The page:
Right after their installation, End Station, opened at the Bohen Foundation (415 West 13th Street, Tu-Sa 12-5), I did a back and forth email interview with Michael Elmgreen and Ingar Dragset for the NY Times. The paper ended up reviewing the installation and not using this piece [I’ll get you, Roberta Smith! And your little– oh, never mind.], so here it is in its entirety, cleaned it up a bit, but with all my essay questions in their full, self-important glory.
GA: When did you know you would create a subway platform?
E+D: The Bohen foundation is located in the heart of the Meat Packing district, a once seedy area now packed with exclusive membership clubs and high end fashion stores. We lived around the corner only six years ago, and remember a considerably bigger amount of exposed flesh around – both animal and human.
We were toying with the idea of recreating something of the lost, recent history, but soon found it a bit too obvious and deadpan to just restage one of the old dirty bars which used to be in the area.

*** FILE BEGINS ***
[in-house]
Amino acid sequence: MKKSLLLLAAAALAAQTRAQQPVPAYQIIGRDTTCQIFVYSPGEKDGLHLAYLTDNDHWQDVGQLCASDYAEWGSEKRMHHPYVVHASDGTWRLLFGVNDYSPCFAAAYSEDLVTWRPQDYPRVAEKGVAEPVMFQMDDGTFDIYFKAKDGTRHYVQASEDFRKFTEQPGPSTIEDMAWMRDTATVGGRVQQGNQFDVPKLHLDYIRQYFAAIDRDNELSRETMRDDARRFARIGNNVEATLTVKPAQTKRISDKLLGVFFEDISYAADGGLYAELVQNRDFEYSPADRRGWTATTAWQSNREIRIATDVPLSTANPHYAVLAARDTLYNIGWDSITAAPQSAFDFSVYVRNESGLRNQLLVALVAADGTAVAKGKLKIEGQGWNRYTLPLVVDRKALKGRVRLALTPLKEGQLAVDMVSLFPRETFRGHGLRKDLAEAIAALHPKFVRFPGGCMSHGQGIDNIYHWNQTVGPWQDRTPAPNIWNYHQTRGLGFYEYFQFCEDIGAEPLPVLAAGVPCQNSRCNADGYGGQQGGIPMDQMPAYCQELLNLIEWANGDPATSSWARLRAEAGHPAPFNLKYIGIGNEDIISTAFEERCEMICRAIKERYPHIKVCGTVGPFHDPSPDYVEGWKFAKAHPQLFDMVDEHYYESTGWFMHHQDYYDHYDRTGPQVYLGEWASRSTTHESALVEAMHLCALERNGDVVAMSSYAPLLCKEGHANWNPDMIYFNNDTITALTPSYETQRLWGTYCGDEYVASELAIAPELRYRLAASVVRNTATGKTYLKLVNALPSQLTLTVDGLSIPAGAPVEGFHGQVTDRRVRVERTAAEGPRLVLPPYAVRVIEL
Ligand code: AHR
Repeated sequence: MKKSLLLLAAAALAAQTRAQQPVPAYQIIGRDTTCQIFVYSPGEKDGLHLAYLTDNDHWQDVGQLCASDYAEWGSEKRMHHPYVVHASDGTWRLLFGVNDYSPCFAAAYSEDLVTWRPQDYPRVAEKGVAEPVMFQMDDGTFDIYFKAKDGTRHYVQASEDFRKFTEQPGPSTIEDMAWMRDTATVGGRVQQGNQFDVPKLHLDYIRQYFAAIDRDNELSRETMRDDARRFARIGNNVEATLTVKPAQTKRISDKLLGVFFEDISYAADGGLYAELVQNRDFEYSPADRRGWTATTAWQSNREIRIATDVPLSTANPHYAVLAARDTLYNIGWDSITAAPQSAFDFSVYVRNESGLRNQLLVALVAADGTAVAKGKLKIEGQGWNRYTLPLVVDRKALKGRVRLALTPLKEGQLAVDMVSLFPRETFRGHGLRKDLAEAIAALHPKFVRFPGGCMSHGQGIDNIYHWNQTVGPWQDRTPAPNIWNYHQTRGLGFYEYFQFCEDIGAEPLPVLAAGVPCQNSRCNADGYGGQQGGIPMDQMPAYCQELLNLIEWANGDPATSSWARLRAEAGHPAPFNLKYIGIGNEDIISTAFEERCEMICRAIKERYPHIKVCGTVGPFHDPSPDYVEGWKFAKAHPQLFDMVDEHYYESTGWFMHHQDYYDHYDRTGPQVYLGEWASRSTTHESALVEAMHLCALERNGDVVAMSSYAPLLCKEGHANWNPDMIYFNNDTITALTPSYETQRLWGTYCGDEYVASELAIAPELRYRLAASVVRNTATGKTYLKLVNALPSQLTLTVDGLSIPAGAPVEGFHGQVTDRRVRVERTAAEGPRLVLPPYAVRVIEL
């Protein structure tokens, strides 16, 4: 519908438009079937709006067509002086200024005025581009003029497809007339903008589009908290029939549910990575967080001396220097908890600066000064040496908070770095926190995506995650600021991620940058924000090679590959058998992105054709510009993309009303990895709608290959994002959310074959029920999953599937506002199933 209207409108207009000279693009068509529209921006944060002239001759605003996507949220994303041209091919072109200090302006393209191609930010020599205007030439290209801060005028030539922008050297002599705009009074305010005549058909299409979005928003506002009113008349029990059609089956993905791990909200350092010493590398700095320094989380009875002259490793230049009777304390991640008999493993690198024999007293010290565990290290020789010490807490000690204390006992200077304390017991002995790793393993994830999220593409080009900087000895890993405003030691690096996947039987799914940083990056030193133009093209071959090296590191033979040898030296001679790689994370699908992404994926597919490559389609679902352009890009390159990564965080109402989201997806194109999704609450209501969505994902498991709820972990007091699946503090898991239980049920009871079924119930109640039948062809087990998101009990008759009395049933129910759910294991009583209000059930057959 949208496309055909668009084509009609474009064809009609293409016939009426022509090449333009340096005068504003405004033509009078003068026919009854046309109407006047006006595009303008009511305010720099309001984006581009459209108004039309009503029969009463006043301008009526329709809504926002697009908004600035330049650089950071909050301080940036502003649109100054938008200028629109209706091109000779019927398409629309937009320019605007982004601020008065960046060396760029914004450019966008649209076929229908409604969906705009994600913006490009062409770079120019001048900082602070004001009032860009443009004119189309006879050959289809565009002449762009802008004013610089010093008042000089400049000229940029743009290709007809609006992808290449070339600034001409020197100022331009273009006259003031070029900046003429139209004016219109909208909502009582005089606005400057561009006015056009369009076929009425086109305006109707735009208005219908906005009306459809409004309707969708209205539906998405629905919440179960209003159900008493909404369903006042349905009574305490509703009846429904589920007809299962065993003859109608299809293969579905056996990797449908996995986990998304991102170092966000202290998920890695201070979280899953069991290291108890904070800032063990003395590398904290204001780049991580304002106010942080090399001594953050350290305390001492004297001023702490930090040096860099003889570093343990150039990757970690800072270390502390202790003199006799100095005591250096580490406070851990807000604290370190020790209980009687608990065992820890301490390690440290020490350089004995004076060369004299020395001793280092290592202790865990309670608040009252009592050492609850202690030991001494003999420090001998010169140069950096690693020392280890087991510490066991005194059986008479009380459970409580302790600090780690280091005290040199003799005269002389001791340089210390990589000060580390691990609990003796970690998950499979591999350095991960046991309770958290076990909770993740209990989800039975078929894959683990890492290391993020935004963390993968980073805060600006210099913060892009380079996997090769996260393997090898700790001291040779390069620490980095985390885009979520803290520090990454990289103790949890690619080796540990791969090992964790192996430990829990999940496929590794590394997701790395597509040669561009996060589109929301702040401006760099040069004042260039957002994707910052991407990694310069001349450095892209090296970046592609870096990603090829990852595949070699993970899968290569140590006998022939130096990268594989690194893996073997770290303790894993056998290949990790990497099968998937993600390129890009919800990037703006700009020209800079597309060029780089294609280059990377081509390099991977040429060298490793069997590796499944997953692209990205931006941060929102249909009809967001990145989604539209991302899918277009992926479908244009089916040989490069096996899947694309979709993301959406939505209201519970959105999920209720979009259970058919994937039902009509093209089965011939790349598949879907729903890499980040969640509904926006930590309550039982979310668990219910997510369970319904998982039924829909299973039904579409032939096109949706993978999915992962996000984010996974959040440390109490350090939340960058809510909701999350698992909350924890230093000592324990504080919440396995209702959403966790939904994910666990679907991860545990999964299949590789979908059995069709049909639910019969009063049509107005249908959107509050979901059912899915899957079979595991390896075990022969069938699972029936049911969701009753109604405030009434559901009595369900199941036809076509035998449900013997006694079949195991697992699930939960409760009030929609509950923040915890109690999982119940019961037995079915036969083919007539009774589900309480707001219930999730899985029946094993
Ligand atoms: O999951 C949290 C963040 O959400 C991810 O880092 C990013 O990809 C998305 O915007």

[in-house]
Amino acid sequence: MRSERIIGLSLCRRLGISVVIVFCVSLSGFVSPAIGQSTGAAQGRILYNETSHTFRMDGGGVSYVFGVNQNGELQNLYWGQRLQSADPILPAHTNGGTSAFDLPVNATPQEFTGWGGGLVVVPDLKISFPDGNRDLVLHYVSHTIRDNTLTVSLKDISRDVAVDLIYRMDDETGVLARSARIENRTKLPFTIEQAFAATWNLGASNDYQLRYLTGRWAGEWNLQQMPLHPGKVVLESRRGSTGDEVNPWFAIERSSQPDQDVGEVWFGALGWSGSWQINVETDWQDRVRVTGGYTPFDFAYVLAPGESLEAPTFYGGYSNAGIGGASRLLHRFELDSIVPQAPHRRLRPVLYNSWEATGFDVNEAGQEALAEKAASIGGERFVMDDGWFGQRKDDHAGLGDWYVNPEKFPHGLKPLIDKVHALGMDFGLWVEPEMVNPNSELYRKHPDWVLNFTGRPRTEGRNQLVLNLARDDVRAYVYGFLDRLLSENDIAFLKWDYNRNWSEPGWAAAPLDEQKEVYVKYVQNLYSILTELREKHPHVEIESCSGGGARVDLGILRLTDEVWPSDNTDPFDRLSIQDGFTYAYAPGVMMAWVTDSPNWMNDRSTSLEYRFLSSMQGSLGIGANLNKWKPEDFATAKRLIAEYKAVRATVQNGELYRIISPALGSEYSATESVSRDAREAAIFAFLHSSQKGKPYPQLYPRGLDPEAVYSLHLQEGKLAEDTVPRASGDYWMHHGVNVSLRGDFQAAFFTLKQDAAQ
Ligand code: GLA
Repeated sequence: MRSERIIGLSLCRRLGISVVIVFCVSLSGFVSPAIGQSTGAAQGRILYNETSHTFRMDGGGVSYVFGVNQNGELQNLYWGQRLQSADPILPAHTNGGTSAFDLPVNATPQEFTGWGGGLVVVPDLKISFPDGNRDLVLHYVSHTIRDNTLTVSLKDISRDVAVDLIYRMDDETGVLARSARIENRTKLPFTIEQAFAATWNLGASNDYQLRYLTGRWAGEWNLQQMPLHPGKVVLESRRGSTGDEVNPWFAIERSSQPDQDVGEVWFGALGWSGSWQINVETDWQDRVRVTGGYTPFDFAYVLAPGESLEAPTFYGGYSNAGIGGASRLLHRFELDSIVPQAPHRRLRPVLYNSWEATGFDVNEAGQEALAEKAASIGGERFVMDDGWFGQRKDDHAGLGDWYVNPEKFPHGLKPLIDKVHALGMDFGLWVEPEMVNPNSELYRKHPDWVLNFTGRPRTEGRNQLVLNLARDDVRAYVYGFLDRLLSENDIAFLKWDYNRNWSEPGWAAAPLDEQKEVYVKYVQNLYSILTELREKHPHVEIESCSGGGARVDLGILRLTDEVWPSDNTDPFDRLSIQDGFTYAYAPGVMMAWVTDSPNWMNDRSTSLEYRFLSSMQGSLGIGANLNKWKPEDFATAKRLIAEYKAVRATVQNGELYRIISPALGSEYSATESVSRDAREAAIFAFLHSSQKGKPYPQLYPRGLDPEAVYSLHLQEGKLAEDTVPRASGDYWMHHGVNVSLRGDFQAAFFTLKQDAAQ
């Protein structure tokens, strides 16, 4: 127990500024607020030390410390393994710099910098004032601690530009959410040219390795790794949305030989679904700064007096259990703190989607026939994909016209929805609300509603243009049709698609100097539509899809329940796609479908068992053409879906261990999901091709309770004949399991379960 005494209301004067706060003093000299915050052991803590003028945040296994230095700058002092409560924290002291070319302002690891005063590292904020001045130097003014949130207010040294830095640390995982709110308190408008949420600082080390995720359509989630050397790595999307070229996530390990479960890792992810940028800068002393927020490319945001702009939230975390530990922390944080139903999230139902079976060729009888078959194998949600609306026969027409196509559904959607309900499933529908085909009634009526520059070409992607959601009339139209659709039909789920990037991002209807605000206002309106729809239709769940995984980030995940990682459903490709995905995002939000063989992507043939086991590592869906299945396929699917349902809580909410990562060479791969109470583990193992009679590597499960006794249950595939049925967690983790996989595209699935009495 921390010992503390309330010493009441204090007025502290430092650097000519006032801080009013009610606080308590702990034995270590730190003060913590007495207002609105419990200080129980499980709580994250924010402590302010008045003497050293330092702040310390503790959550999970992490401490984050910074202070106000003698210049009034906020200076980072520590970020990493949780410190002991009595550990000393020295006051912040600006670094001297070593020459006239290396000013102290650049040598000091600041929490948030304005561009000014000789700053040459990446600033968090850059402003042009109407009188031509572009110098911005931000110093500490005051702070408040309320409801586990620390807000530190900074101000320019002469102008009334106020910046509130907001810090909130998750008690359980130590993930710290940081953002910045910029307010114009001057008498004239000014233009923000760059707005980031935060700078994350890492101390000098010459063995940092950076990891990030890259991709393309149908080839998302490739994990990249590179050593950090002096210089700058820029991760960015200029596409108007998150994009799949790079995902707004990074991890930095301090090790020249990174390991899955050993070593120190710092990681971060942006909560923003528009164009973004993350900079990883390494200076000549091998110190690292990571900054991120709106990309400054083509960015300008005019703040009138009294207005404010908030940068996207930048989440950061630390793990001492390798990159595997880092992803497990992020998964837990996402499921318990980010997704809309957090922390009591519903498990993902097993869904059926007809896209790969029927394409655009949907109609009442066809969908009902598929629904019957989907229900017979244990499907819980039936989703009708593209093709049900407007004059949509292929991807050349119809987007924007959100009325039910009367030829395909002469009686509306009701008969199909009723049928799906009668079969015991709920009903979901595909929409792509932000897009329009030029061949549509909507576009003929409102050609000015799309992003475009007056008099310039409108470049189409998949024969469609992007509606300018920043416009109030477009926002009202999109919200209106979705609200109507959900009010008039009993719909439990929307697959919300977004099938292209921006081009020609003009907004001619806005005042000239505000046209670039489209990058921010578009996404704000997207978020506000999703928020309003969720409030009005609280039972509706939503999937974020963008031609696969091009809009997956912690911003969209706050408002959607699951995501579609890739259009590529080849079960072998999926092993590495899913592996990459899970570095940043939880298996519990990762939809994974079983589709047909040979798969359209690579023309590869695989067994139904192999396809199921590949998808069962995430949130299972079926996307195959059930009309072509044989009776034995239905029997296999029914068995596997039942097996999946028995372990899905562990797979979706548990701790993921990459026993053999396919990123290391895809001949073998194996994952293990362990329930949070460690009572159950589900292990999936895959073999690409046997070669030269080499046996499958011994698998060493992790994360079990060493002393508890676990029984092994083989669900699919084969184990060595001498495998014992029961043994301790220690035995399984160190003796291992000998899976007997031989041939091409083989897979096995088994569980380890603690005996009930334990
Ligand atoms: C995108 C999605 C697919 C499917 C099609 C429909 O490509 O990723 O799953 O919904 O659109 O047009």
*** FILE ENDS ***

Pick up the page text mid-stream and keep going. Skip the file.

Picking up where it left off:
GA:So was there an initial idea or discussion to recreate a sex club? It seems like that would be within the scope of your early work together in the Powerless Structures series, which made references to queer space and the issues of gender-identified architecture and constructs. Still, I can understand if the Bohen Foundation didn’t want people hooking up in their basement.
E+D: We somehow wanted to dig a bit deeper (no pun intended) into “the erroneous machinery” of one’s memory. We wanted to make something that could somehow show in what ways we carry images in our minds that are no longer actual or accurate – how memory plays tricks with us – and we came up with the idea to build up a 13th St subway stop that had never existed. It seemed more interesting to us to address questions of history, memory and gentrification through this kind of falsification and by displacement rather than through a direct and totally realistic recreation of something from the past.
GA: Did it emerge from a story or narrative, or did you conceive a narrative in order to drive the work?
E+D: The fact that the whole situation was invented, gave us more freedom in regard to creating a narrative with both personal and historic references – mixed up and confused.